Dialogue  January-March, 2007, Volume 8  No. 3

The Foreigners (Tribunals for Assam) Order, 2006

E.N. Rammohan

On Friday, 10 February, 2006, The Ministry of Home Affairs published two notifications amending the Foreigners Tribunal Order of the Foreigners Act 1946, thereby proving once again as was stated by D.N.Bezbaruah, the then editor of the Sentinel that to the Congress party, remaining in power was more important than the security and integrity of the country.1 Why did the Government issue this order? And what are its implications?

The roots of this order lie in the liberation of Bangladesh, in which India had the lead role. After the liberation, in the historic meeting between Mrs. Gandhi, the Prime Minister of India and Sheikh Mujibur Rehman, the head of the new country of Bangladesh, the latter told the Prime Minister of India that he would take back all the lakhs of refugees who had fled from the erstwhile East Pakistan after 25 March 1971, he would not take back any one who had migrated to India before 25 March 1971; the date of creation of the Government of Bangladesh in exile in India. This meant the lakhs of Bengali Hindus and Muslims who had illegally migrated from East Pakistan into India from 1950, when India had become a Republic, till 25 March 1971 could not be detected and deported. Mrs. Gandhi agreed, thereby regularising at one stroke lakhs of illegal immigrants from East Pakistan.

The illegal migration from Bangladesh continued like an irresistible tide. The illegal migration had been so persistent that the Director of the Intelligence Bureau, B.N.Mallick had pointed out the dangers of this illegal migration of Bengali Muslims into Assam, West Bengal and Tripura, rendering some of the border districts into majority Bengali Muslim populations by 1961 itself. The Government of India had then instituted a Pakistan Infiltration Posts scheme in the Border States with East Pakistan. This had been functioning in Assam since the early sixties. The cut-off year for detection of illegal migrants from East Pakistan was 1951 as per the provisions of the Citizenship Act of India. The National Register of Citizens was prepared on the basis of 1951 being the cut off year. And it was on the basis of this National Register of Citizens that detection and investigation of cases under the Foreigners Act was carried out.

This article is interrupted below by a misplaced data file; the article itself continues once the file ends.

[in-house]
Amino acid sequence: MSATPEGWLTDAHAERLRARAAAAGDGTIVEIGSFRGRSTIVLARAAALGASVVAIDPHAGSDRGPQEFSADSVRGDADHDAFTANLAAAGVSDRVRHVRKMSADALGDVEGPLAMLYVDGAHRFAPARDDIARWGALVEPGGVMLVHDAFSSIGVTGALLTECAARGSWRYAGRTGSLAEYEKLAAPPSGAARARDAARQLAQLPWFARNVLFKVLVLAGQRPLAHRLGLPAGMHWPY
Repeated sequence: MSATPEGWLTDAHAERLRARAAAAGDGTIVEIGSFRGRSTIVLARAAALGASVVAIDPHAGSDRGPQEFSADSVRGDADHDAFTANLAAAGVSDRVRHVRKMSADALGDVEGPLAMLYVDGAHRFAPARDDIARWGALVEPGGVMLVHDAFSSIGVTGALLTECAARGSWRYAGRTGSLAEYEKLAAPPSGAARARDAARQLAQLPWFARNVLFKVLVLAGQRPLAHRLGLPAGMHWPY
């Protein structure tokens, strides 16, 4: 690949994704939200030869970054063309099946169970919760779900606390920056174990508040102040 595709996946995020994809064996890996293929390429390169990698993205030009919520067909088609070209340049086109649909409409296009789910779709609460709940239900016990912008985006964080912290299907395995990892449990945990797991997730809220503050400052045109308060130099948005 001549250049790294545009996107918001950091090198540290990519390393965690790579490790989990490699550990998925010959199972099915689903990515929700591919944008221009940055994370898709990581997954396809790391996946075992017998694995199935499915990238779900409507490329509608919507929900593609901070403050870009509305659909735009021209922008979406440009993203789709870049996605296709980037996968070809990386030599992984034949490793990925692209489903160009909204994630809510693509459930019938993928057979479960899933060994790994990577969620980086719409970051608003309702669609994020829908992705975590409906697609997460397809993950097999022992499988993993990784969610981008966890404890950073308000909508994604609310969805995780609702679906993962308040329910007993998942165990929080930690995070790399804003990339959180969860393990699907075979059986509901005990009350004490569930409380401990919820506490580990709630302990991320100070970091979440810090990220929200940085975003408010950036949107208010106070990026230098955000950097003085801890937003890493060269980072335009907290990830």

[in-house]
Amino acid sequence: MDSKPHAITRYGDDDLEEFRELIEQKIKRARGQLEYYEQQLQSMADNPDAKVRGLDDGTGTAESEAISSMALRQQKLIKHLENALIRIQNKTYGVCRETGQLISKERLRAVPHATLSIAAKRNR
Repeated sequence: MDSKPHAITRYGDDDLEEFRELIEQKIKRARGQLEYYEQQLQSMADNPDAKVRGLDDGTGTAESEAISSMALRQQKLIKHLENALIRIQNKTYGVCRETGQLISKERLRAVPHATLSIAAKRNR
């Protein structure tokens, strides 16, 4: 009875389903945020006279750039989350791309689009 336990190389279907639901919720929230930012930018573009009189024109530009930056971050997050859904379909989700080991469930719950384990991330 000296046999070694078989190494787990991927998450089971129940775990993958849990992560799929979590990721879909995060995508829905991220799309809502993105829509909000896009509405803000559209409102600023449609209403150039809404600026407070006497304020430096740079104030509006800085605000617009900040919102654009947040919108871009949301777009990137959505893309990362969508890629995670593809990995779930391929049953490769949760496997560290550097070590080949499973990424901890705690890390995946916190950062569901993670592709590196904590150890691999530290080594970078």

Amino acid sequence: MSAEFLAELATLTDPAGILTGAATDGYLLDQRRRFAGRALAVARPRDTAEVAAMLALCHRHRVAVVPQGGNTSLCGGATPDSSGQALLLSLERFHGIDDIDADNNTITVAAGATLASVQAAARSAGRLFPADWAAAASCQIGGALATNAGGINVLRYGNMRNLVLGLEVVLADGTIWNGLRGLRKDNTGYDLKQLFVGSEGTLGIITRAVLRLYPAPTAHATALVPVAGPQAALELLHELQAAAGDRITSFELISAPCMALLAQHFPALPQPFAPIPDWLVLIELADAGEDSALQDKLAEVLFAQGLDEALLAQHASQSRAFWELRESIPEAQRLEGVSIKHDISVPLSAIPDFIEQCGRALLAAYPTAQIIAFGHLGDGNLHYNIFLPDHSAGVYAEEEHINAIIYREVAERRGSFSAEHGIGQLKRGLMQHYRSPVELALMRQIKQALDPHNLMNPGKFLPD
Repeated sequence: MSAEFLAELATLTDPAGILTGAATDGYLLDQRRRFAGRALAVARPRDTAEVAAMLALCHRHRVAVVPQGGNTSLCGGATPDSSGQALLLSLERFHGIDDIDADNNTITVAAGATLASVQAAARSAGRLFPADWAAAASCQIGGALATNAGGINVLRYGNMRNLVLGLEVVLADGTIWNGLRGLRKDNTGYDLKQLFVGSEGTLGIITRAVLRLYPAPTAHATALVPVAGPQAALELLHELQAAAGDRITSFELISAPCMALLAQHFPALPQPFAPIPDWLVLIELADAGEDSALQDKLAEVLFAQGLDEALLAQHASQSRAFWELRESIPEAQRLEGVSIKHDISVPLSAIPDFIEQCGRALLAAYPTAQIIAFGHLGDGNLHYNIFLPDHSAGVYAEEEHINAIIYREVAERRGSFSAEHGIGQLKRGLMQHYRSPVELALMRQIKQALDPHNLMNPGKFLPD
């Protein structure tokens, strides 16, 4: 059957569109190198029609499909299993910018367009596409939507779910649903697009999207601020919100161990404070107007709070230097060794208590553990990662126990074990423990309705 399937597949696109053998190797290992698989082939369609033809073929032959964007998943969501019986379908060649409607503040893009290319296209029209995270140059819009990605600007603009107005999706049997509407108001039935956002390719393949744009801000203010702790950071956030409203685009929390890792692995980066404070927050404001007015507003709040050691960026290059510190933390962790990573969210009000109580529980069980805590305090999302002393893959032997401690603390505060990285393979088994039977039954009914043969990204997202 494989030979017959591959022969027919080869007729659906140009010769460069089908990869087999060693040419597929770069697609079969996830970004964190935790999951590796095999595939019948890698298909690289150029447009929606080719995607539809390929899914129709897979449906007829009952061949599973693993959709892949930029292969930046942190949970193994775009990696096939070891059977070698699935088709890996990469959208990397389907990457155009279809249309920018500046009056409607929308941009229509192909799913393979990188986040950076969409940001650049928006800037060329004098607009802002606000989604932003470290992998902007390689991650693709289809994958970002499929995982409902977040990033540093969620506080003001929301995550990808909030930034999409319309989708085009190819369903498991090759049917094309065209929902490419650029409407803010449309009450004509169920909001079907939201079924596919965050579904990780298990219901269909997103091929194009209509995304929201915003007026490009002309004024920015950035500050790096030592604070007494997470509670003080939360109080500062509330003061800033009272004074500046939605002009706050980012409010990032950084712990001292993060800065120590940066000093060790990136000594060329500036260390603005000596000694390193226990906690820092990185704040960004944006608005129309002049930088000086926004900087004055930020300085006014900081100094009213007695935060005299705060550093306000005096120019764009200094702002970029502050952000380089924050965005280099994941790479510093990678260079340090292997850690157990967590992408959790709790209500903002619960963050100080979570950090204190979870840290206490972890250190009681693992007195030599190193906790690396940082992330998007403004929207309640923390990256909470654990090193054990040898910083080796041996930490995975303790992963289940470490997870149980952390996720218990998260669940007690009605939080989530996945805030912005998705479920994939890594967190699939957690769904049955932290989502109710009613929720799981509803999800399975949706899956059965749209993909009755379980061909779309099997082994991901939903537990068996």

After the liberation of Bangladesh, and the agreement between Mrs. Gandhi and Sheikh Mujibur Rehman, about not taking back the people of East Pakistan who had illegally migrated into India between 1951, after India became a Republic and 25 March 1971, the date the Bangladesh Government in exile was set up in India, there was the question of the cut off year. What was the legal basis for 25 March 1971? The Citizenship Act of India had 1951 after the creation of India into a Republic as the cut off year.

It was at this juncture that the sitting MP from Mangaldoi constituency in Assam died. When the issue of a by election came up, the people of Mangaldoi and Assam represented to the Chief Election Comissioner (CEC) that the electoral rolls of Mangaldoi constituency should be revised as there were a number of foreigners in the constituency. After inquiries conducted, the CEC announced that the by-election would be held only after the electoral rolls were revised, as there were a number of foreigners in the electorate. At this juncture politicians took over. The Prime Minister Morarj Desai, had to step down as some of his coalition partners decided to defect.

Charan Singh became a lame duck Prime Minister with the Congress driving from behind. The Muslim lobby promptly pressurised the Congress to prevail on the CEC to conduct the polls in Mangaldoi without revising the electoral rolls. The CEC under pressure from the Congress leadership wilted and announced tamely that he would conduct the elections in Mangaldoi on the basis of the 1976 electoral rolls. In Assam, the result of this humble turnaround was electric. The different groups who were agitating against foreigners in Assam, the All Assam Students Union (AASU), the, Asom Jatiyatabadi Yuba Chatra Parishad (AJYCP), the Asom Sahitya Sabha combined to form the Gana Sangram Parishad and started the Foreigners Movement. This was a unique movement and resembled the disobedience of the Quit India Movement of 1942.